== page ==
Postal Service Workforce Optimization (DISCUSSION DRAFT)
The following is the USPS Workforce Optimization (DISCUSSION DRAFT), as posted by
The Washington Post. Read this in its entirety.
The United States Postal Service is the cornerstone of an industry that employs over seven million Americans. Mail service providers, fulfillment companies, shipping firms, printers, transportation companies, and “Mom-and-Pop” small business owners all combine to use the mail and generate over $1 trillion in sales and revenue for the nation’s economy. This important segment of the business world represents seven percent of the total Gross Domestic Product (GDP) in the United States.
Today, despite unprecedented cost and staffing reductions over the past decade, the Postal Service is facing the equivalent of Chapter 11 bankruptcy and the need to reorganize. While our business remains vital to the U.S. economy, we will be insolvent next month. Since 2007, the Postal Service has faced the financial strain of steep declines in mail volume and revenue, combined with increases in network costs, wages and benefits, and new legal requirements.
In the four year period through Fiscal Year (FY) 2010, mail volume declined 20%, from 213 billion to 171 billion pieces, while prices for postal products remained capped at the rate of inflation—resulting in net losses over the period of just over $20 billion, including a loss in FY2010 of $8.5 billion. The decline in First-Class Mail—by 20% during that four-year period—has had a particularly significant negative impact on the bottom line as that one mail class provides two-thirds of the Postal Service’s income contribution. In total, the volume decline and change in mail mix outpaced even the most pessimistic forecasts and, along with unique legislative mandates, has now placed the Postal Service at the precipice of insolvency.
These volume declines are the result of the recent recession, the resulting economic slowdown and the shifting of hardcopy communications to digital alternatives, which has been exacerbated by the economic slowdown. Going forward, the First-Class Mail volume that has been lost will not return, because the movement to electronic alternatives—accelerated by the recession—constitutes a fundamental and permanent change in mail use by households and businesses. Hardcopy communication of all types continues to shift to digital alternatives. More people are paying bills and transacting business online. Advertisers are switching from print to internet and mobile channels. And, while online purchases have increased the volume of packages, this part of the Postal Service's revenue stream is not large enough to offset overall mail volume trends.
In response to the continuing decline in mail volume and revenue, the Postal Service has taken unprecedented steps over the past decade to reduce cost in areas within its control, including cost reductions totaling $12 billion in the past four fiscal years. The Postal Service has already identified and is pursuing a number of needed legislative changes that would help to return it to solvency.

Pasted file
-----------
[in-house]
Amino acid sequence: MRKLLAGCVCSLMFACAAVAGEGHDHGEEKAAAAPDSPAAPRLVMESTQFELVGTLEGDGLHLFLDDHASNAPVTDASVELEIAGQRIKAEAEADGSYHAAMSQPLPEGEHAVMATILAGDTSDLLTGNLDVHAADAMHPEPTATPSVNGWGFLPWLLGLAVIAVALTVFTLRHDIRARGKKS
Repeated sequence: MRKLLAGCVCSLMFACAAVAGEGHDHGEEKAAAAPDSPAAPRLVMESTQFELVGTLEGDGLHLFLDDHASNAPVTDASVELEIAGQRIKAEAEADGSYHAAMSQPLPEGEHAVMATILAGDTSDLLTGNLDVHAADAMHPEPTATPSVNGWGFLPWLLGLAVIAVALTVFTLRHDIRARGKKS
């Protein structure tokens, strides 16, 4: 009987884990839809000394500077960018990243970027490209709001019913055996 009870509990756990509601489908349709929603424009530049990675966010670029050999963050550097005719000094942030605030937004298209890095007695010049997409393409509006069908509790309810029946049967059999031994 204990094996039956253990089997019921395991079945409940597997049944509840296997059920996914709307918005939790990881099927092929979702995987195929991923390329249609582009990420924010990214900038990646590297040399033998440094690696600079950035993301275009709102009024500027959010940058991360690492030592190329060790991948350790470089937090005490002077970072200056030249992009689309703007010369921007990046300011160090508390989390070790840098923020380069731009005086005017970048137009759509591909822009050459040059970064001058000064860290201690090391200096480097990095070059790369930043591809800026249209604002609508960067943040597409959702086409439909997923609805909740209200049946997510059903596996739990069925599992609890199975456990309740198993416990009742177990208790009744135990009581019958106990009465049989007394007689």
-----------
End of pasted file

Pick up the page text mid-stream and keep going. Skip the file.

The Postal Service is also undertaking, or has proposed, a number of additional steps to help it achieve the cost savings necessary to restore financial solvency. With respect to its delivery network, the Postal Service has and continues to aggressively pursue an optimization initiative that has led to fewer delivery routes, despite the growth in delivery points, along with more efficient usage of vehicles and fuel. In addition, the Postal service has urged Congress to allow 5-day delivery, an essential step in right-sizing the
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delivery network to reflect the fact that the Postal Service is now delivering a decreasing amount of mail to an ever-expanding number of delivery points.
The Postal Service is also closely examining its retail network, to identify opportunities where postal-operated facilities can be consolidated or replaced with alternate access channels that are both more cost-effective and provide greater access and more convenience for customers. The first step in this process was recently taken by the identification of approximately 3,700 retail facilities that will be studied for possible closure or conversion to contract postal services.
The Postal Service is also moving forward with efforts to streamline its mail processing network. Currently, the Postal Service has over 500 facilities where mail is processed. Because of the decline in mail volume, referenced above, and the change in mail mix that has led to fewer pieces of mail requiring end-to-end processing, efforts are underway to continue to optimize this network using Area Mail Processing studies and other consolidation initiatives. We anticipate reducing transportation miles and costs and reducing the number of processing facilities to below 200.
However, despite all of the efforts to reduce costs that have been undertaken or that are underway, it is clear that they will not be enough to return the Postal Service to financial stability. As we continue to review our volume, revenue and financial projections for fiscal years 2012 through 2015, it has become apparent that our financial situation is becoming even more precarious. First-Class Mail volume is declining even more rapidly than we had previously predicted. Standard Mail volume is flat, and in any event cannot adequately compensate for the declines in the much more profitable First-Class Mail that we are experiencing. Therefore, it is clear that we must reduce costs at an accelerated pace.